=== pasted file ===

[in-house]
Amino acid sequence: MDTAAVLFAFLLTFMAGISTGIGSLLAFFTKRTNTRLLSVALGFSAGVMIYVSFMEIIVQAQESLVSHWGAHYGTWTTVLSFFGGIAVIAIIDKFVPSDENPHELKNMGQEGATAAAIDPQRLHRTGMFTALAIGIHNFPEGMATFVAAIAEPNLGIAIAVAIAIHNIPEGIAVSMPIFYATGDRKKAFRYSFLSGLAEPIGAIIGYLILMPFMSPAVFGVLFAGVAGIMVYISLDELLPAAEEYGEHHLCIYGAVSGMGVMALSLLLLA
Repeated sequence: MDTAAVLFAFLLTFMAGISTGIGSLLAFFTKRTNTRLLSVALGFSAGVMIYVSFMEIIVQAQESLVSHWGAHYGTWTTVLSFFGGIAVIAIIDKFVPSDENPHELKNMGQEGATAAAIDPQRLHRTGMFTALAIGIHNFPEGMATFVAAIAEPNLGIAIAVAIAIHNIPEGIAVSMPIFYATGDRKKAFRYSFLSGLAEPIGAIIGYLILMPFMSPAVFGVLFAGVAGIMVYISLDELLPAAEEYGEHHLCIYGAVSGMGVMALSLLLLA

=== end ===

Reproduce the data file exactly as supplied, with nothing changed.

[in-house]
Amino acid sequence: MDTAAVLFAFLLTFMAGISTGIGSLLAFFTKRTNTRLLSVALGFSAGVMIYVSFMEIIVQAQESLVSHWGAHYGTWTTVLSFFGGIAVIAIIDKFVPSDENPHELKNMGQEGATAAAIDPQRLHRTGMFTALAIGIHNFPEGMATFVAAIAEPNLGIAIAVAIAIHNIPEGIAVSMPIFYATGDRKKAFRYSFLSGLAEPIGAIIGYLILMPFMSPAVFGVLFAGVAGIMVYISLDELLPAAEEYGEHHLCIYGAVSGMGVMALSLLLLA
Repeated sequence: MDTAAVLFAFLLTFMAGISTGIGSLLAFFTKRTNTRLLSVALGFSAGVMIYVSFMEIIVQAQESLVSHWGAHYGTWTTVLSFFGGIAVIAIIDKFVPSDENPHELKNMGQEGATAAAIDPQRLHRTGMFTALAIGIHNFPEGMATFVAAIAEPNLGIAIAVAIAIHNIPEGIAVSMPIFYATGDRKKAFRYSFLSGLAEPIGAIIGYLILMPFMSPAVFGVLFAGVAGIMVYISLDELLPAAEEYGEHHLCIYGAVSGMGVMALSLLLLA